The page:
The following legal action by a debt relief industry entity, should serve as a good example of the tie that binds both affiliates and marketers and the company who is providing the service.
Denny Lake, the final individual defendant in a mortgage modification scam aimed at financially strapped homeowners, will be banned from selling debt relief and mortgage-related products and services, and from telemarketing under a court order obtained by the Federal Trade Commission.
The court’s order granting the FTC’s request for summary judgment against Lake on all counts resolves an FTC action brought in April 2015, when the court halted the HOPE Services and HAMP Services scheme that promised consumers help getting their mortgages modified, but instead stole their mortgage payments, leading some to foreclosure and bankruptcy. The court found that Lake, doing business as JD United, Advocacy Department, Advocacy Division, and Advocacy Agency, substantially assisted HOPE Services and HAMP Services, while knowing or consciously avoiding knowing the other defendants were violating the FTC’s Mortgage Assistance Relief Services Rule and its Telemarketing Sales Rule.
The court wrote, “Fraud was the HOPE Defendants’ business model, and Lake knew it. Nonetheless he continued contracting with them, continued to assist them in procuring payments from clients, and continued to refuse to inform customers about the location of their trial payments.” The court found that “no reasonable jury could conclude that Lake did not substantially assist the HOPE Defendants in carrying out their scheme.”
In addition to the banned activities, the order announced today prohibits Lake from making misrepresentations about any products or services, including financial products in particular, and from making unsubstantiated claims about any financial product unless they are non-misleading and based on reliable evidence. He also is barred from profiting from consumers’ personal information and failing to dispose of it properly. The order imposes a judgment of more than $2 million, which represents the amount of bogus mortgage payments consumers paid.
The court order described Lake’s debt relief efforts by saying:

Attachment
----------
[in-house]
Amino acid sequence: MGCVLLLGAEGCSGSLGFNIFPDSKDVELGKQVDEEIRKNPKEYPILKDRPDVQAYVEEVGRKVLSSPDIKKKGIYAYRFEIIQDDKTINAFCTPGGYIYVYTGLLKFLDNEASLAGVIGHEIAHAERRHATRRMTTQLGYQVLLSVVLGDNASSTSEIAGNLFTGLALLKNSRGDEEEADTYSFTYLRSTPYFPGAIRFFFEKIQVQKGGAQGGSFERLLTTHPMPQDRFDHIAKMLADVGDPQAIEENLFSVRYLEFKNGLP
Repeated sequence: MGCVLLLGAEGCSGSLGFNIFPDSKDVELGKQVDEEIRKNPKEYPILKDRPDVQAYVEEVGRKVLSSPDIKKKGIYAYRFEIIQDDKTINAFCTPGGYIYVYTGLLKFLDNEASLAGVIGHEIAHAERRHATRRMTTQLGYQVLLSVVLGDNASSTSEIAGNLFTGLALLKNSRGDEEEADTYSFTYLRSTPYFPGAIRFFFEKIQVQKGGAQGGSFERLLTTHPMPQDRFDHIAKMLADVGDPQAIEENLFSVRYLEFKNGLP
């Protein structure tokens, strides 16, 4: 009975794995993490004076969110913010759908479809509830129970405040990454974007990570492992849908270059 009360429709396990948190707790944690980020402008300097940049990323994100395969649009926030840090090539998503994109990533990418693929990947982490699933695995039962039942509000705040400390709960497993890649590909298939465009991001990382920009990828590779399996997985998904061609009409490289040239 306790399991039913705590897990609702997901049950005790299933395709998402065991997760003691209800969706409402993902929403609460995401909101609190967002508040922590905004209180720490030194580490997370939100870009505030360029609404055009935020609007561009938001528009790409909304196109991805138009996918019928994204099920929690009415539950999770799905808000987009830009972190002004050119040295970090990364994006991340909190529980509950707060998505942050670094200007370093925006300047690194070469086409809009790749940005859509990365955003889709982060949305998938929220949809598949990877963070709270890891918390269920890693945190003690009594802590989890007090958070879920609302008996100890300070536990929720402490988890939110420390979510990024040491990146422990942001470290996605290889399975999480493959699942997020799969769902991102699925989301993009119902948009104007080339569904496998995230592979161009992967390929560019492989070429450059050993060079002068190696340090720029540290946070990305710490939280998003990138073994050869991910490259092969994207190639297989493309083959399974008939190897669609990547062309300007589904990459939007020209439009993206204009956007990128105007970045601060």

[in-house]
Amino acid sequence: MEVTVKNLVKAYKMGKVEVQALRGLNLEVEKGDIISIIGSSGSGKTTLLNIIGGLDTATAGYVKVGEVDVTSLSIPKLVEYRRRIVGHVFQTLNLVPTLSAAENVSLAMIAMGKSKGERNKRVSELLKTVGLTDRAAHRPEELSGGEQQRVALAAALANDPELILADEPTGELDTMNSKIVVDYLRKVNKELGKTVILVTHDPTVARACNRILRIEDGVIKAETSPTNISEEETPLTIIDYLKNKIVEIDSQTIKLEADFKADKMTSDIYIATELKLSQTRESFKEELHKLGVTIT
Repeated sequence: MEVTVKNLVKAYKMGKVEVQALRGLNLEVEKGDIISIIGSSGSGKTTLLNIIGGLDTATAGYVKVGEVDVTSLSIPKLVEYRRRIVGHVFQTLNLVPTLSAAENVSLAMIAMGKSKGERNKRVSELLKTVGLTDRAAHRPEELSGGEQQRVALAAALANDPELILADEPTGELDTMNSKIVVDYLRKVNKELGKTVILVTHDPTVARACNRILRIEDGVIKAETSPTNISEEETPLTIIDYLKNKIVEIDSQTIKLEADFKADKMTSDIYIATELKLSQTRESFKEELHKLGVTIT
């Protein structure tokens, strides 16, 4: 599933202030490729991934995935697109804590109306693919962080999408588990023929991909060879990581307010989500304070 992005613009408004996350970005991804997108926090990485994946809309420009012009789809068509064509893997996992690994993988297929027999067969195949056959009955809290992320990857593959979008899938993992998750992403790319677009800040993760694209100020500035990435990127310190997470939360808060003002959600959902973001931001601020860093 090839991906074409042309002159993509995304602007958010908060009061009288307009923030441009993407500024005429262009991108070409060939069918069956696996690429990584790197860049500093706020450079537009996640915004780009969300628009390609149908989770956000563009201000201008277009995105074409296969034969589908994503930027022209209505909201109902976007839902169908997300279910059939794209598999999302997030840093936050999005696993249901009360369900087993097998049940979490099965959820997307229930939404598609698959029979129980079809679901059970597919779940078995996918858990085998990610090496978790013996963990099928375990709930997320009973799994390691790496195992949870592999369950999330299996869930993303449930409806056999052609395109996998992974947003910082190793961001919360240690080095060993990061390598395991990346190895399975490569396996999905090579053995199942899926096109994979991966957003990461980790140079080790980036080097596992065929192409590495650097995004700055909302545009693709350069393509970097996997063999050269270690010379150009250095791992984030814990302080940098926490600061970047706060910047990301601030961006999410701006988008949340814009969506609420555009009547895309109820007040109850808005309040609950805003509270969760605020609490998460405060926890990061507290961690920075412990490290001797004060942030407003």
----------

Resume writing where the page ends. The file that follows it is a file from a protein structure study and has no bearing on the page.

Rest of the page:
“Defendant Denny Lake claims to have been in the business of assisting distressed homeowners since at least February 2010. He does business as “JD United” and “the Advocacy Program,” and his business model has been to interview homeowners and then file complaints on their behalf with banks, public officials, and other regulatory agencies, in an attempt to get banks to negotiate mortgage modifications for them. The way that Lake would retain clients was in large part by contracting with other businesses whose clients were distressed homeowners and who would refer those homeowners to Lake for Lake’s “advocacy” services. Lake did not market his services directly to homeowners—the affiliates who sent him clients did that themselves. Instead, Lake’s role was to work with banks on the “back end” to help consumers obtain modifications.”
Lake was not a stranger to the mortgage intervention efforts. His name came up in material discovered during a raid. See Mass Joinder Receiver Report States What They Found During Raid.
It appears Lake thought he’d discovered a loophole to get around the MARS Rule against collecting advance fees for mortgage assistance. The court order says, “Despite understanding that advance fees were illegal and that his affiliates were taking them, Lake believed that so long as he was only doing “back-end work”—i.e., not marketing directly to consumers or asking them for advance fees himself—he was shielded from liability under state and federal laws regulating mortgage assistance relief services.”
Apparently Lake is what the FTC would like to call, wrong. Under the MARS Rule, providing substantial assistance that violates the rule will drag you in. The court order addresses this issue and states:
“The Court finds that the record easily establishes that Lake substantially assisted the HOPE Defendants. Lake concedes that he performed “back-end” processing services on HOPE Defendant client files, and that his outfit acted as a “back office” for the HOPE Defendants’ operations. Lake contracted with the HOPE Defendants to interview clients and “advocate” for them with public officials and banks. This support was not “casual or incidental.” On the contrary, Lake played an integral part in the HOPE Defendants’ scheme, because his “advocacy” on the back end meant that clients continued to make “trial payments” to the HOPE Defendants in the hope that they were actually getting something for their money. The record also demonstrates that Lake substantially assisted the HOPE Defendants by concealing the fact that the clients’ advance fees were not being held in trust for the clients’ banks, as the HOPE Defendants had represented. There is therefore no question that Lake’s conduct constitutes “substantial assistance” under § 1015.6.”